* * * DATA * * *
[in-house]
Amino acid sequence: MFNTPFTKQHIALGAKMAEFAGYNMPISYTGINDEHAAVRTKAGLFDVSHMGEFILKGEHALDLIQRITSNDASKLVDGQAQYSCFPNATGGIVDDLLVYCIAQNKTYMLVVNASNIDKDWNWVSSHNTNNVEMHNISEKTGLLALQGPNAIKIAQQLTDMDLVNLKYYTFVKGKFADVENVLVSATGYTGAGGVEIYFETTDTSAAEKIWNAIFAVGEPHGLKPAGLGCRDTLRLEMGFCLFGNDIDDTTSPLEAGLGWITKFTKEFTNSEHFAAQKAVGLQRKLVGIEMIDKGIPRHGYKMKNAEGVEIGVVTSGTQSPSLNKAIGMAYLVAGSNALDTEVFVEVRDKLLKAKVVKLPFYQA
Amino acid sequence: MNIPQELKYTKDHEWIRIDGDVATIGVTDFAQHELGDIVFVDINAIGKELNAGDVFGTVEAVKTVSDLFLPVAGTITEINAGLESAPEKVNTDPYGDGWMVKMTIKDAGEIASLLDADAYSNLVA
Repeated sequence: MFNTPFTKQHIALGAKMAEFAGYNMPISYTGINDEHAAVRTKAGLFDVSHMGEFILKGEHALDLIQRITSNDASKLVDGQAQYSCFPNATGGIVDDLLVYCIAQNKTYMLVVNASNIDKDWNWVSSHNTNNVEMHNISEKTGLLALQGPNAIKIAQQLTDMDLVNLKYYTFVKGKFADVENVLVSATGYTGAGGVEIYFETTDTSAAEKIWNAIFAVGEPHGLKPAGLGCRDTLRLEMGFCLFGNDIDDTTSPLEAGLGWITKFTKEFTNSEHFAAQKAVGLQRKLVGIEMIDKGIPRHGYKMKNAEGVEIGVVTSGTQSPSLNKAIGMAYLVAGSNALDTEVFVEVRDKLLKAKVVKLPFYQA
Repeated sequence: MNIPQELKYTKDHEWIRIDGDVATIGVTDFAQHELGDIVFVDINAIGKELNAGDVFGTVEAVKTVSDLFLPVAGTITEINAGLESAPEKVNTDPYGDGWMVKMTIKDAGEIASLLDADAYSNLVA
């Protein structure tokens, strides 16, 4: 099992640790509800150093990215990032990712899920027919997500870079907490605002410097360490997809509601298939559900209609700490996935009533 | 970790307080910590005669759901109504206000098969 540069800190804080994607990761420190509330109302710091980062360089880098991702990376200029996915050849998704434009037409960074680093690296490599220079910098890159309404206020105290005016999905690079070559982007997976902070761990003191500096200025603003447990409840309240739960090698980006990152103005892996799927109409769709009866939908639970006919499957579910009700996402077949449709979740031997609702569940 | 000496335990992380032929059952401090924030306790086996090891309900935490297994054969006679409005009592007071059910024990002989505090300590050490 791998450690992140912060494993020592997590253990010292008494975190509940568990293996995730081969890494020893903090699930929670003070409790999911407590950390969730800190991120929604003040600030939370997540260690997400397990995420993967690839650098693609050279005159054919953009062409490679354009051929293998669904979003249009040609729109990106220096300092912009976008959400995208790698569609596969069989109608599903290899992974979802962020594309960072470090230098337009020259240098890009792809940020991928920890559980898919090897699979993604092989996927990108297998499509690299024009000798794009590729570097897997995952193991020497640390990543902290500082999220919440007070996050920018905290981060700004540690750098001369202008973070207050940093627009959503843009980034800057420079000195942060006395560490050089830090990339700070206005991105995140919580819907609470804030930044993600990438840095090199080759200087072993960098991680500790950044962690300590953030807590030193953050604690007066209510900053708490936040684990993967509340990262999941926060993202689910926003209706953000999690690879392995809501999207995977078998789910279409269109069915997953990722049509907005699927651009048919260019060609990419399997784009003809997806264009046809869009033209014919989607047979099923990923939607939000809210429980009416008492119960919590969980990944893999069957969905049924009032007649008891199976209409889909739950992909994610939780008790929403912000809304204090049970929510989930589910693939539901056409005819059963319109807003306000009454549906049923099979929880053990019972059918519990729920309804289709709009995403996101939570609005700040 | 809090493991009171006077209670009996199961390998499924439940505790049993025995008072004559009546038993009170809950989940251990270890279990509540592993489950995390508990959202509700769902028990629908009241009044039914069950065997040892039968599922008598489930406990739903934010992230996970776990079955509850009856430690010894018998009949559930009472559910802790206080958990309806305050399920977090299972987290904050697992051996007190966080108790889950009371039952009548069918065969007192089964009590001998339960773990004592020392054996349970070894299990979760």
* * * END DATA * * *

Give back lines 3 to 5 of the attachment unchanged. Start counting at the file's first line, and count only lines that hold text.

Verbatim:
Amino acid sequence: MNIPQELKYTKDHEWIRIDGDVATIGVTDFAQHELGDIVFVDINAIGKELNAGDVFGTVEAVKTVSDLFLPVAGTITEINAGLESAPEKVNTDPYGDGWMVKMTIKDAGEIASLLDADAYSNLVA
Repeated sequence: MFNTPFTKQHIALGAKMAEFAGYNMPISYTGINDEHAAVRTKAGLFDVSHMGEFILKGEHALDLIQRITSNDASKLVDGQAQYSCFPNATGGIVDDLLVYCIAQNKTYMLVVNASNIDKDWNWVSSHNTNNVEMHNISEKTGLLALQGPNAIKIAQQLTDMDLVNLKYYTFVKGKFADVENVLVSATGYTGAGGVEIYFETTDTSAAEKIWNAIFAVGEPHGLKPAGLGCRDTLRLEMGFCLFGNDIDDTTSPLEAGLGWITKFTKEFTNSEHFAAQKAVGLQRKLVGIEMIDKGIPRHGYKMKNAEGVEIGVVTSGTQSPSLNKAIGMAYLVAGSNALDTEVFVEVRDKLLKAKVVKLPFYQA
Repeated sequence: MNIPQELKYTKDHEWIRIDGDVATIGVTDFAQHELGDIVFVDINAIGKELNAGDVFGTVEAVKTVSDLFLPVAGTITEINAGLESAPEKVNTDPYGDGWMVKMTIKDAGEIASLLDADAYSNLVA